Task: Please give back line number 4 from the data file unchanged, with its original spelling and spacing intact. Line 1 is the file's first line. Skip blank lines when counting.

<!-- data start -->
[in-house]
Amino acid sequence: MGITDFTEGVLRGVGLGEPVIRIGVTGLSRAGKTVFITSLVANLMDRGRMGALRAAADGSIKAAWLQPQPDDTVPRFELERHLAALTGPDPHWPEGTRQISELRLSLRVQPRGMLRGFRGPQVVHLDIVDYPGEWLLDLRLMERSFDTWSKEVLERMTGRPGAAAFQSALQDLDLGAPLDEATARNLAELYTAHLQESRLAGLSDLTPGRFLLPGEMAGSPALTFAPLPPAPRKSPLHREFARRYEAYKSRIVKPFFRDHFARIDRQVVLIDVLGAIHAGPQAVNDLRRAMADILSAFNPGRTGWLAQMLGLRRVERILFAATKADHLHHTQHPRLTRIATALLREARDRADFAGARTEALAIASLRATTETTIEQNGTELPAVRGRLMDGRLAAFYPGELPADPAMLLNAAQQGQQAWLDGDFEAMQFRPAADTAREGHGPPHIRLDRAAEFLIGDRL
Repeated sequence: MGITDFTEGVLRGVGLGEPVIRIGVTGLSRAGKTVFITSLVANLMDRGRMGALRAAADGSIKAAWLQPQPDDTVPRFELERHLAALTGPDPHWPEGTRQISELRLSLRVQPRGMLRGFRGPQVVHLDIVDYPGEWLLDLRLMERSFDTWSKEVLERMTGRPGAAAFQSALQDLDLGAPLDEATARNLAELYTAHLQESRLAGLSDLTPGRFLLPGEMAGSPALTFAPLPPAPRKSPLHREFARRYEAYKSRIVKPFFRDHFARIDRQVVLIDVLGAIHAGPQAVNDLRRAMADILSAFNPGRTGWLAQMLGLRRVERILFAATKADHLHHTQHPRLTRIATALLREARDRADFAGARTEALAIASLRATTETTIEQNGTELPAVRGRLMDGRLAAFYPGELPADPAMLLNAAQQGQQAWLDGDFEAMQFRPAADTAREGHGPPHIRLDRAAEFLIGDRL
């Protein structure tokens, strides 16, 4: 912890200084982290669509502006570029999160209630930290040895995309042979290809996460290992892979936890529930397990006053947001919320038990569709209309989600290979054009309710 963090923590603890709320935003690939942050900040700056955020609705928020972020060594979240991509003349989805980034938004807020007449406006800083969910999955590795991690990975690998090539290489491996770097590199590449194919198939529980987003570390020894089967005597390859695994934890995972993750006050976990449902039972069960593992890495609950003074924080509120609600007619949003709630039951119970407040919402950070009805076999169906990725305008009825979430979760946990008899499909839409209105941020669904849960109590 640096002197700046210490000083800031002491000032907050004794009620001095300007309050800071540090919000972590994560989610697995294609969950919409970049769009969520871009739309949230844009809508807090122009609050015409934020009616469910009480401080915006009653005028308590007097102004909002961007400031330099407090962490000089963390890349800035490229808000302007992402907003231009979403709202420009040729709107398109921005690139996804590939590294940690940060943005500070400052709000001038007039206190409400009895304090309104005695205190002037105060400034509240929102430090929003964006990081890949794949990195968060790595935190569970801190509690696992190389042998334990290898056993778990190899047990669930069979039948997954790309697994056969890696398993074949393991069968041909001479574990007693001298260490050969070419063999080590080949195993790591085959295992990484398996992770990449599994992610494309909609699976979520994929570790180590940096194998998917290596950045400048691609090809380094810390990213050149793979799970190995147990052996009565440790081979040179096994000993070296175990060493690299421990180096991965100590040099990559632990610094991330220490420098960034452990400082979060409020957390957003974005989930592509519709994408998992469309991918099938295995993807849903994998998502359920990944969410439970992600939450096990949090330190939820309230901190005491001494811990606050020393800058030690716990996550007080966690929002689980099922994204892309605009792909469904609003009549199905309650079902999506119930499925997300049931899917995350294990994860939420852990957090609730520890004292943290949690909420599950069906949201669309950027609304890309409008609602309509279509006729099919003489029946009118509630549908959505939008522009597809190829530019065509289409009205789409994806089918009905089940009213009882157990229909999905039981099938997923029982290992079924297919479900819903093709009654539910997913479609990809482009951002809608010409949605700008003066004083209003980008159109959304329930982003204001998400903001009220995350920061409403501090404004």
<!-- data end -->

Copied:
């Protein structure tokens, strides 16, 4: 912890200084982290669509502006570029999160209630930290040895995309042979290809996460290992892979936890529930397990006053947001919320038990569709209309989600290979054009309710 963090923590603890709320935003690939942050900040700056955020609705928020972020060594979240991509003349989805980034938004807020007449406006800083969910999955590795991690990975690998090539290489491996770097590199590449194919198939529980987003570390020894089967005597390859695994934890995972993750006050976990449902039972069960593992890495609950003074924080509120609600007619949003709630039951119970407040919402950070009805076999169906990725305008009825979430979760946990008899499909839409209105941020669904849960109590 640096002197700046210490000083800031002491000032907050004794009620001095300007309050800071540090919000972590994560989610697995294609969950919409970049769009969520871009739309949230844009809508807090122009609050015409934020009616469910009480401080915006009653005028308590007097102004909002961007400031330099407090962490000089963390890349800035490229808000302007992402907003231009979403709202420009040729709107398109921005690139996804590939590294940690940060943005500070400052709000001038007039206190409400009895304090309104005695205190002037105060400034509240929102430090929003964006990081890949794949990195968060790595935190569970801190509690696992190389042998334990290898056993778990190899047990669930069979039948997954790309697994056969890696398993074949393991069968041909001479574990007693001298260490050969070419063999080590080949195993790591085959295992990484398996992770990449599994992610494309909609699976979520994929570790180590940096194998998917290596950045400048691609090809380094810390990213050149793979799970190995147990052996009565440790081979040179096994000993070296175990060493690299421990180096991965100590040099990559632990610094991330220490420098960034452990400082979060409020957390957003974005989930592509519709994408998992469309991918099938295995993807849903994998998502359920990944969410439970992600939450096990949090330190939820309230901190005491001494811990606050020393800058030690716990996550007080966690929002689980099922994204892309605009792909469904609003009549199905309650079902999506119930499925997300049931899917995350294990994860939420852990957090609730520890004292943290949690909420599950069906949201669309950027609304890309409008609602309509279509006729099919003489029946009118509630549908959505939008522009597809190829530019065509289409009205789409994806089918009905089940009213009882157990229909999905039981099938997923029982290992079924297919479900819903093709009654539910997913479609990809482009951002809608010409949605700008003066004083209003980008159109959304329930982003204001998400903001009220995350920061409403501090404004």